We all know the story of “Finding Nemo” (and if you haven’t seen it yet, you should watch it before seeing “Finding Dory”). With help from Dory (voiced by Ellen DeGeneres), a blue tang fish with short-term memory loss, worried clownfish Marlin (Albert Brooks) finds his missing son, Nemo (Hayden Rolence).
Jump ahead a year, and things are going well for everyone, with Dory living next door to Marlin and Nemo. But when Dory has a flashback to when she was a young fish, she recalls something about her parents and early life – they used to live on the California coast.
So she asks Marlin and Nemo for help in finding her family. Marlin – who you recall, isn’t big on adventures – needs a little persuading, but the trio finally sets off across the ocean. Thanks to their pals the sea turtles, they quickly arrive at the Marine Life Institute in California, Dory’s childhood home, aka “The Jewel of Morro Bay.”
Of course, there are plenty of hurdles to cross. Dory gets separated from her friends when scientists rescue and tag her. Marlin and Nemo frantically try to find a way inside the institute, while Dory makes some new friends, including an octopus named Hank (Ed O’Neill), a pair of sea lions, Fluke (Idris Elba) and Rudder (Dominic West), a beluga whale named Bailey (Ty Burrell), and
a near-sighted whale shark named Destiny (Kaitlin Olson), whom she knew as a kid.
I love everything about “Finding Dory,” from the poignant story to the lovable characters. DeGeneres’ voice is pitch perfect, conveying joy, confusion, hope, sadness and wonder. Also perfect is Sloane Murray, who voices Dory as a young fish in flashbacks to her early life with parents Charlie (Eugene Levy) and Jenny (Diane Keaton). They figured out how to work around her memory condition (which, apparently, she’s had since birth) by encouraging ways she can remember to get back home.
The new characters are super fun, as well. Destiny and Bailey have a lovely banter reminiscent of classic movie characters, and the best thing? They’ve ALL got issues. No one is perfect, whether they have physical challenges like Dory’s memory loss or Destiny’s bad eyesight, or emotional challenges like curmudgeonly Hank, who wants Dory’s tag – which grants her transfer to the Cleveland Aquarium – as a way of avoiding being released back into the ocean.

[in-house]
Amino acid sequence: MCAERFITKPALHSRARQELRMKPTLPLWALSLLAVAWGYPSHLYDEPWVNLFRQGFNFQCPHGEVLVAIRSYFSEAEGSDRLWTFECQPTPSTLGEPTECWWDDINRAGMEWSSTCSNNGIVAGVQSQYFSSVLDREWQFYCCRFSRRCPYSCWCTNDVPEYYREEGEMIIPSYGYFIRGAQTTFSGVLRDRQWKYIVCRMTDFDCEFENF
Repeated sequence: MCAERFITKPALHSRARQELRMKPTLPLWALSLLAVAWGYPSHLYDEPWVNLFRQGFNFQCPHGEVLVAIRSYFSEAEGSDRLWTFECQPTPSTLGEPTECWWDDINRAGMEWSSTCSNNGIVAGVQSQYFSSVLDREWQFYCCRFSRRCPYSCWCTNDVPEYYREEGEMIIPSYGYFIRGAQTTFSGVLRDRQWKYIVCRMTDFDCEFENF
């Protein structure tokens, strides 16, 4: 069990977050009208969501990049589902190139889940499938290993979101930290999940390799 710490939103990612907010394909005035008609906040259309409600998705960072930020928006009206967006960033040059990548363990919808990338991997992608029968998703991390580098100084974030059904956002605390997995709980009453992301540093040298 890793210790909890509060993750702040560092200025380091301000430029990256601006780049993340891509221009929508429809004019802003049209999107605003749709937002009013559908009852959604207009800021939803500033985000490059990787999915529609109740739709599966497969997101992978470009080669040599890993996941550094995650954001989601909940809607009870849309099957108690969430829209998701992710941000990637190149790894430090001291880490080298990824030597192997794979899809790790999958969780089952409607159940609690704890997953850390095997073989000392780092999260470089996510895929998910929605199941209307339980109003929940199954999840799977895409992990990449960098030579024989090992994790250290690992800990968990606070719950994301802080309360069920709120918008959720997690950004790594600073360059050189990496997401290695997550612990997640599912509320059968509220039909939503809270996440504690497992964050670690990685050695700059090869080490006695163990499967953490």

The movie might be a little intense for kids who’ve dealt with abandonment issues (Dory can’t remember the circumstances surrounding the separation from her parents), so you might want to see it first before taking little ones who’ve been in that situation.
But like “Finding Nemo,” “Finding Dory” is a beautiful movie with valuable messages about teamwork, family, disabilities, and hope in the midst of impossible situations. For me, it ranks right up there as one of Disney/Pixar’s finest films. Be sure to watch through the end of the credits to see the extra scene featuring friends from the first film.
PARENT OVERVIEW: As with other Pixar movies, “Finding Dory” includes some emotional moments, including scenes where young Dory gets separated from her parents and searches the ocean for them, until she forgets what she was looking for. Likewise, Dory and her friends get separated, and there are scenes of peril where characters are being chased or find themselves in impossible situations. But as Dory knows, there’s always a way, even if you have memory issues.
Reel Rating: 5 out of 5 Reels
MPAA Rating: PG for mild thematic elements
Released in Theaters: June 17, 2016 (2D, 3D, IMAX 3D)
Best for Ages: 6+
Genre: Sequel, Family, Comedy
Runtime: 103 minutes
Directed by: Andrew Stanton, Angus MacLane
Studio: Walt Disney Studios Motion Pictures
Cast: Ellen DeGeneres, Albert Brooks, Ed O’Neill
JANE’S REEL RATING SYSTEM:
One Reel – Even the Force can’t save it.
Two Reels – Coulda been a contender
Three Reels – Something to talk about.
Four Reels – You want the truth? Great flick!
Five Reels – Wow! The stuff dreams are made of.
Images in this review used courtesy of the studio and distributor.